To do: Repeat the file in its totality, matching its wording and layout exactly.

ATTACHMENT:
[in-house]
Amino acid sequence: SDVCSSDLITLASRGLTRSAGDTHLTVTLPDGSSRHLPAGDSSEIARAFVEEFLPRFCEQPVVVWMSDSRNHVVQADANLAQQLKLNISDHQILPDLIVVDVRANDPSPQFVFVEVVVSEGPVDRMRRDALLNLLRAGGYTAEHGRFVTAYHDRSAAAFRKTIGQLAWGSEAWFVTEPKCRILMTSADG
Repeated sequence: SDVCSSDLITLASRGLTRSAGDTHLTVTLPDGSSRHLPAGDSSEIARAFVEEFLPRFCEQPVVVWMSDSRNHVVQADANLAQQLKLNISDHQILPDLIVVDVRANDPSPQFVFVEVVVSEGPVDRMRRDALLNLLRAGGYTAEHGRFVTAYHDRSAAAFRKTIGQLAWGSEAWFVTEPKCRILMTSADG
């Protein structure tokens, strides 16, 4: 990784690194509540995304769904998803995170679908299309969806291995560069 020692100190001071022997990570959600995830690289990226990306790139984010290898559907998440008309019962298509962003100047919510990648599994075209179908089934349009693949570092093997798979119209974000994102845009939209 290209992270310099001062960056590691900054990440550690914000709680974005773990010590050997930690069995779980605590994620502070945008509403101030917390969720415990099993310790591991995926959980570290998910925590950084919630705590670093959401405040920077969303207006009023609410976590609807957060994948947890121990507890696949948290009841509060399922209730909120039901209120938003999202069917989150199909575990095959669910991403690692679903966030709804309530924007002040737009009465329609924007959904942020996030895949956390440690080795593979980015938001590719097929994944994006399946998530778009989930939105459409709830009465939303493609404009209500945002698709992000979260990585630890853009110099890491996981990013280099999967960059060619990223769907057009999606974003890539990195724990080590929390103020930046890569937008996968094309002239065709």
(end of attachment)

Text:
[in-house]
Amino acid sequence: SDVCSSDLITLASRGLTRSAGDTHLTVTLPDGSSRHLPAGDSSEIARAFVEEFLPRFCEQPVVVWMSDSRNHVVQADANLAQQLKLNISDHQILPDLIVVDVRANDPSPQFVFVEVVVSEGPVDRMRRDALLNLLRAGGYTAEHGRFVTAYHDRSAAAFRKTIGQLAWGSEAWFVTEPKCRILMTSADG
Repeated sequence: SDVCSSDLITLASRGLTRSAGDTHLTVTLPDGSSRHLPAGDSSEIARAFVEEFLPRFCEQPVVVWMSDSRNHVVQADANLAQQLKLNISDHQILPDLIVVDVRANDPSPQFVFVEVVVSEGPVDRMRRDALLNLLRAGGYTAEHGRFVTAYHDRSAAAFRKTIGQLAWGSEAWFVTEPKCRILMTSADG
């Protein structure tokens, strides 16, 4: 990784690194509540995304769904998803995170679908299309969806291995560069 020692100190001071022997990570959600995830690289990226990306790139984010290898559907998440008309019962298509962003100047919510990648599994075209179908089934349009693949570092093997798979119209974000994102845009939209 290209992270310099001062960056590691900054990440550690914000709680974005773990010590050997930690069995779980605590994620502070945008509403101030917390969720415990099993310790591991995926959980570290998910925590950084919630705590670093959401405040920077969303207006009023609410976590609807957060994948947890121990507890696949948290009841509060399922209730909120039901209120938003999202069917989150199909575990095959669910991403690692679903966030709804309530924007002040737009009465329609924007959904942020996030895949956390440690080795593979980015938001590719097929994944994006399946998530778009989930939105459409709830009465939303493609404009209500945002698709992000979260990585630890853009110099890491996981990013280099999967960059060619990223769907057009999606974003890539990195724990080590929390103020930046890569937008996968094309002239065709």